By Tim Darragh
on August 04, 2015 at 3:35 PM, updated August 04, 2015 at 4:02 PM

With one exception, leaders of New Jersey cities tagged as "sanctuary" cities Tuesday shrugged off the escalating rhetoric from Republican presidential candidates hammering on the issue of illegal immigration.

That exception is Fort Lee, where Mayor Mark Sokolich last month began tracking down operators of web sites opposed to illegal immigration that identified Fort Lee as a sanctuary city.

"We had absolutely zero knowledge" about the designation until a few weeks ago, Sokolich said.

Sanctuary cities is a loose term, referring, in general, to communities where local police decline to get involved in federal immigration enforcement.

There is no official list of such cities and often cities are labeled as a "sanctuary" on various websites even though local government and law enforcement have not adopted any policies.

Ever since Donald Trump has made illegal immigration an issue on the campaign trail, other GOP presidential candidates have stepped up their calls for tougher enforcement.

Jeb Bush, who supports providing a path to citizenship for some unauthorized immigrants, Monday called for withholding federal funds to sanctuary cities.

And Louisiana Gov. Bobby Jindal went further, saying that the mayors of sanctuary communities should be jailed and civilly fined.

"I would hold them as an accomplice," he said, according to CNN. "Make them criminally culpable."

Jindal also said people who are victims of a crime committed by an unauthorized immigrant should be allowed to sue those mayors for civil damages.

"Especially if the prosecutor isn't taking action or if the mayor's not changing their ways, I'd allow the families to go to court and sue them civilly as well to recover damages," Jindal said, according to CNN.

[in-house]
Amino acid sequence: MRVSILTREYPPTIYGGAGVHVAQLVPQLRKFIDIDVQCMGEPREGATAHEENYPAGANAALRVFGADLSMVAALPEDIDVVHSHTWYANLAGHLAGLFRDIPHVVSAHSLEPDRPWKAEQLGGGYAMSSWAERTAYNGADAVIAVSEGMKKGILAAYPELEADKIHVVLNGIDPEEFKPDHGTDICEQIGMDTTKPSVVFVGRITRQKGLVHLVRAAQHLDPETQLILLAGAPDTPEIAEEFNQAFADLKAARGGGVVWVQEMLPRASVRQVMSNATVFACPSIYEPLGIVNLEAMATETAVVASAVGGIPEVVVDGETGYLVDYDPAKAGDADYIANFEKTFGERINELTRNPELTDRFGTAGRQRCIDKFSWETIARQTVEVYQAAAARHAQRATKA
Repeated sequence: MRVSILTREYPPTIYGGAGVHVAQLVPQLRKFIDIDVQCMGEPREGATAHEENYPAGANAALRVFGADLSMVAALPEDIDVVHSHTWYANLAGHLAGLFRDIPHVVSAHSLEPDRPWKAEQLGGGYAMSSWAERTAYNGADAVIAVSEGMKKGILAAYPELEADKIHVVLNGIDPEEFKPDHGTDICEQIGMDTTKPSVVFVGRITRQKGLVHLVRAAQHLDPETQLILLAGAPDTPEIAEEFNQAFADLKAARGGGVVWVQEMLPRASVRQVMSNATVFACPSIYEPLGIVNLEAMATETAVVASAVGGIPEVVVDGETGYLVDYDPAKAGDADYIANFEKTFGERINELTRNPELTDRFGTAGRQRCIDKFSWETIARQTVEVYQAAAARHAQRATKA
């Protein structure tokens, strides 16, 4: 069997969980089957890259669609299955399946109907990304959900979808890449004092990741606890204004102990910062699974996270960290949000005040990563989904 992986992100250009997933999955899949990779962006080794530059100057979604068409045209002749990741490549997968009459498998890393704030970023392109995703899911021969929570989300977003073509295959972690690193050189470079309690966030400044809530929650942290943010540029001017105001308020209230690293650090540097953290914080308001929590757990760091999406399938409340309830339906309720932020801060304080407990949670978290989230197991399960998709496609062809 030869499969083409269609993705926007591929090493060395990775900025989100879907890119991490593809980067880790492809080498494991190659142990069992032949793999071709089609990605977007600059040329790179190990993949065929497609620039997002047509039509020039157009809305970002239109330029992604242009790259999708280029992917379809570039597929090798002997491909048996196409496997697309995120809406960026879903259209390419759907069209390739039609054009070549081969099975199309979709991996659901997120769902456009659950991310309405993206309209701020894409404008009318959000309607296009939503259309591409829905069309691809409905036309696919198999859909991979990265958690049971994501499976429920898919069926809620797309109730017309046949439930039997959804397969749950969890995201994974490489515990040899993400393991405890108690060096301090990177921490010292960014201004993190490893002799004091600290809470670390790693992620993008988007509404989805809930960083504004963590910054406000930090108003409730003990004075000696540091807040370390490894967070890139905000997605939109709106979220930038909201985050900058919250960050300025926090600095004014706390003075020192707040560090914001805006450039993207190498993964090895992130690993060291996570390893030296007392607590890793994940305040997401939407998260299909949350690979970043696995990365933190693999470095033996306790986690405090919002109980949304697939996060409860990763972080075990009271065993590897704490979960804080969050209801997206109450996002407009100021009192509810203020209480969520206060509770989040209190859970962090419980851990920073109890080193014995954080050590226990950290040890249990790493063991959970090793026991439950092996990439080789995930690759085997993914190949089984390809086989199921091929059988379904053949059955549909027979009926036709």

Sokolich said the political heat doesn't bother him – after all, this is the mayor who was dragged into the Bridgegate scandal – it's the suggestion that his community is breaking the law.

"Fort Lee is committed to following the law," he said.

New Jersey police departments operate under a 2007 order requiring them to investigate the immigration status of an individual arrested for driving under the influence or an indictable offense. They cannot inquire about the status of crime victims, witnesses or others unless "good cause" exists.

After a resident asked why Fort Lee was a sanctuary, Sokolich said the borough investigated and found it listed on a web site. Its lawyers, he said, drafted a letter demanding that its name be taken off the list, which is still published on the web site

Borough officials then found that the list has been copied on any number of other web sites.

"It's herding cats," Sokolich said. "You can't rely on everything that's on the internet."

Other mayors also were unfazed by the political rhetoric.

Princeton Mayor Liz Lempert cited a letter she signed last month explaining that the borough has taken "inclusive steps" to make Princeton a welcoming community to immigrants.

"Princeton does not have a policy that provides a safe haven for criminals," it said.

Like Sokolich, North Bergen Mayor Nicholas J. Sacco doesn't know how his community landed on a list of sanctuary cities, since it has no policy on the issue and the police following the attorney general's guideline.

North Bergen has "actively supported President Obama's executive order to protect families from unjust deportations and has worked with local immigration advocates to help residents become citizens," added spokesman J.P. Escobar.

And in Passaic, Mayor Alex Blanco said the city follows the attorney general's directive, and that the politicians' sanctuary talk "separates our country based on race.

"As these candidates appeal to Republican primary voters, they are positioning themselves further and further away from middle-of-the-road voters who live in the real world," Blanco said. "Today's immigrants are working hard to achieve the American Dream just like our ancestors who immigrated here before them."

Questions to other communities on sanctuary city lists, including Camden and Union City, were not returned. Officials in Newark, which does have a police directive ordering police not to enforce immigration detainer requests, declined comment.

Like Princeton, Trenton has no sanctuary policy, said spokesman Mike Walker.

"We welcome anybody that wants to come here and be part of our community," he said.